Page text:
The Damnable Fruitcake
That November I was 20 years old. My mother had died just the past June. My father’s clan was spending Christmas with us because his brother was here from the province undergoing chemotherapy for pancreatic cancer. I was in my last semester of college, doing my thesis, and now had to take charge of what was going to be a family reunion of my father and his seven siblings, their spouses, and their children (we’re 40 cousins) during the holidays. Mom could have handled this, as she always took good care of my father’s family. They thought she was a saint.
She was systematic with lists and procedures, the perfect housewife. She knew everything and more about good housekeeping. I helped her at home and did what she asked but in a free-wheeling, panicky, dash-to-the-finish way. She tried to teach me to be more methodical but it never happened. She could see it wasn’t in me so she would just shake her head and sigh, “Well, there’s more than one way to skin a cat. As long as it’s done.”
It was futile asking my brothers for help; they were both still dealing with her death. Likewise with my father who also faced the possibility of another death in the family. They were clueless about skinning any housekeeping cat anyway. That’s how efficient Mom had been. At least I had a vague idea. So like Mom, I armed myself with a budget, several lists, and a work schedule. Mom would have been proud, except…I was already late with the first thing on my schedule – bake fruitcake.
Mom used to do this in September and lovingly brushed all those cakes with brandy twice a week until they were eaten in December and January. Everybody looked forward to her marvelous fruitcakes. I’m not a novice in the kitchen and I did help her with the baking, but mostly just the labor-intensive, less critical steps. I wasn’t really paying attention. I hated fruitcake.
So I looked into her little notebook for the recipe. Written with ink on one page it said: Fruitcake - pound cake with 15 eggs, 1 kilo good glaced fruit, raisins, dates, 1 kilo walnuts, half a bottle of good brandy, molasses, double-grease the pan, bake 375. Written with pencil at the bottom: Just enough batter to stick together.
The thought that entered my mind was, “Mom, you’ve got to be kidding!” Was this all she had written down about fruitcake? Where were the ingredients list, the detailed procedure, her personal tips? I had a sinking feeling of doom, and while my life did not flash before my eyes, I saw a kaleidoscope of relatives whose Christmas had been spoiled by no fruitcake. I was suddenly angry at Mom. Damn it, why did she have to be dead now?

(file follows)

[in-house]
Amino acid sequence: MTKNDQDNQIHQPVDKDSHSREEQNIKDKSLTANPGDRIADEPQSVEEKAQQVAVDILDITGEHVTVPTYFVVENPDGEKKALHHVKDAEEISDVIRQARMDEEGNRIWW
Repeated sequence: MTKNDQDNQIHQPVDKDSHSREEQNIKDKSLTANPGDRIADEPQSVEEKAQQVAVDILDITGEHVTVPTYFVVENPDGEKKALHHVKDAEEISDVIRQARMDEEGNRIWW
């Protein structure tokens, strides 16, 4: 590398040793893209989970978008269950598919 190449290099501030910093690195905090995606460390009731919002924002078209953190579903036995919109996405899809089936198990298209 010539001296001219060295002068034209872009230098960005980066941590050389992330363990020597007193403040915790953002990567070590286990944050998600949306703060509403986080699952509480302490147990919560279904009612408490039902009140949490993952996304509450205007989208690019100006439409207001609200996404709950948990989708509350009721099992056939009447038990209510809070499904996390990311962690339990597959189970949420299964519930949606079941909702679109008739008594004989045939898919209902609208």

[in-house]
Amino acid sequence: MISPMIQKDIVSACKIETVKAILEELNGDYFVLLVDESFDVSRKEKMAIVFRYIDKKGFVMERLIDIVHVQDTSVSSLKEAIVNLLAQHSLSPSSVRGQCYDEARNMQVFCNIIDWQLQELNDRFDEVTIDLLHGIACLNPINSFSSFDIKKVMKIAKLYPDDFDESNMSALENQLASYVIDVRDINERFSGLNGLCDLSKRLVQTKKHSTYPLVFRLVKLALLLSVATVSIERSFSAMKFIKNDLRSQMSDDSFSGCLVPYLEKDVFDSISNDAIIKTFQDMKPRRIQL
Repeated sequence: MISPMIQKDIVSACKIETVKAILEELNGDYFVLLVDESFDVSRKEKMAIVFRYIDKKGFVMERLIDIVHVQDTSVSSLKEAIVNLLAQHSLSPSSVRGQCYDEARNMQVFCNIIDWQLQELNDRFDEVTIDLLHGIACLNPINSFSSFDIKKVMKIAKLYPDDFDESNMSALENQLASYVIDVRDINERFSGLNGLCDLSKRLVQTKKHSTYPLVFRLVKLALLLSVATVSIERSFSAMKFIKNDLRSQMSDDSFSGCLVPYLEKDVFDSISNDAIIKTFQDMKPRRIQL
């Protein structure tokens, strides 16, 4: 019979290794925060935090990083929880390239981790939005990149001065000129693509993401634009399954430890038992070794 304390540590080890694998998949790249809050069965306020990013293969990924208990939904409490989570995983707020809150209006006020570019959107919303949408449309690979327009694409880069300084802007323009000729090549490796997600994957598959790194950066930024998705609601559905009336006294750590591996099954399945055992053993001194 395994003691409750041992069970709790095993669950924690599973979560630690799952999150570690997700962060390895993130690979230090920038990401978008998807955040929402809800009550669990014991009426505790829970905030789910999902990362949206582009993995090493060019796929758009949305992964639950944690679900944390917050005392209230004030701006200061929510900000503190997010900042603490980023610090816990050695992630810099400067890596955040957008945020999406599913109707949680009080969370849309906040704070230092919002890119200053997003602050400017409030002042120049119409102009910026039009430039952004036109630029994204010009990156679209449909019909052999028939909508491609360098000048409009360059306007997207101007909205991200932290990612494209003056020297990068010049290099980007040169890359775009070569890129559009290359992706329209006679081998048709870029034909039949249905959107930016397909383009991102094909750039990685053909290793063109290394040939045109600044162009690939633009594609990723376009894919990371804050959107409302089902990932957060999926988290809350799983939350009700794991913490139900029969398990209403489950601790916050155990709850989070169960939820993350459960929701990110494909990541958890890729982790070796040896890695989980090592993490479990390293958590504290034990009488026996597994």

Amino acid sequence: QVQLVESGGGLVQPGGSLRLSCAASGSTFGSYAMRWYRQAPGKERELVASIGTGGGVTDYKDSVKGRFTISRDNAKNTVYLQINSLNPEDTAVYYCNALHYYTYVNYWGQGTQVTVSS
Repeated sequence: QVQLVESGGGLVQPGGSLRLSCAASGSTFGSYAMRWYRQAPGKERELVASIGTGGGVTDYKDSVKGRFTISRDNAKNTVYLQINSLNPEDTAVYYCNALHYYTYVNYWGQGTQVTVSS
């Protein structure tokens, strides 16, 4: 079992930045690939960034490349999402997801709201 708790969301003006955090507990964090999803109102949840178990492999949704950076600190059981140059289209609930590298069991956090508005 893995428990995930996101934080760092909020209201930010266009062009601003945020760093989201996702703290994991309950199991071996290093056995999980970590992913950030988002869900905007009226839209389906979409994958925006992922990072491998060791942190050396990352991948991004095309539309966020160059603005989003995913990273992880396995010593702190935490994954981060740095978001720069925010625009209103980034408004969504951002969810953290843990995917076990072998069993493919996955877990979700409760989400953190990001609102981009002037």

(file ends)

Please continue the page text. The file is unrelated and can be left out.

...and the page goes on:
At the grocery, I went over the list. For good brandy I got a bottle of Carlos I. Walnuts was clear enough, same with 15 eggs. Now the pound cake. All these recipes start with: cream butter and sugar together. A kilo of each went into the shopping cart. Flour! Can’t make cake without flour, but how much? I mentally asked Mom, trying at the same time to imagine her measuring out flour. In my brain I heard her say: “--- cups and half more for dusting.” That was not helpful. I got the biggest bag – 4 kilos of all-purpose flour. It struck me then that cakes need baking powder so I hooked a small can of double-acting one on my way to the preserves.
And what is good glaced fruit? All I saw on the shelves were unlabeled plastic bags of plastic-looking mystery fruit bits. I don’t care for glaced fruit but I knew this was not the kind Mom bought. Those smelled vaguely medicinal, these smelled positively like cough syrup. How could anybody eat this stuff? To give myself some thinking time, I went to get raisins. Which ones to get? Dark raisins, muscats, sultanas, currants. Oh what the hell, I got a pack of each. Next to the raisins were the dates. No confusion there, two boxes went into the cart.
And back to the glaced fruit, but wait. There were other fruit just plainly dried: apricots, cranberries, blueberries, diced apples and pears, cherry halves. These were preserved, in other words just like glaced fruit they wouldn’t rot anytime soon. Better to err on the side of caution. Better to get fruit I knew than fruit that was suspiciously un-fruit-like. I got an assortment, adding up their net weights to make a kilo more or less.
I seemed to have gotten everything on the list. But didn’t a cake need some liquid? Milk? I wrestled with that while waiting in the check-out line, then decided against it. Nothing that had milk in it was going to last a couple of months unrefrigerated. Mom had not refrigerated the cakes but kept them wrapped in foil in a cupboard. Well, 15 eggs was a lot of liquid and there was the brandy. Oops, forgot the tin foil, I needed lots, and waxed paper, too. Left the cart and rushed to get them.
At home, I got the biggest mixing bowl we had – big enough to put a baby in – and dumped in all the dried fruit, raisins, and dates, and covered it with a cloth. I knew they had to be soaked in brandy, so I soaked them thinking to leave them overnight. Unfortunately, I forgot about them for a couple of days. They had dried out. I soaked them some more and decided to do the baking that day after everybody had gone to bed.
With everyone retired for the night, I had the kitchen to myself. Greasing and papering the little loaf tins I could do in my sleep — I had done it gazillion times before for Mom. Although we had lots of them, I prepared 12 because that was what fit in the oven. Next I mixed the nuts with the fruit so I would only have to think about the batter.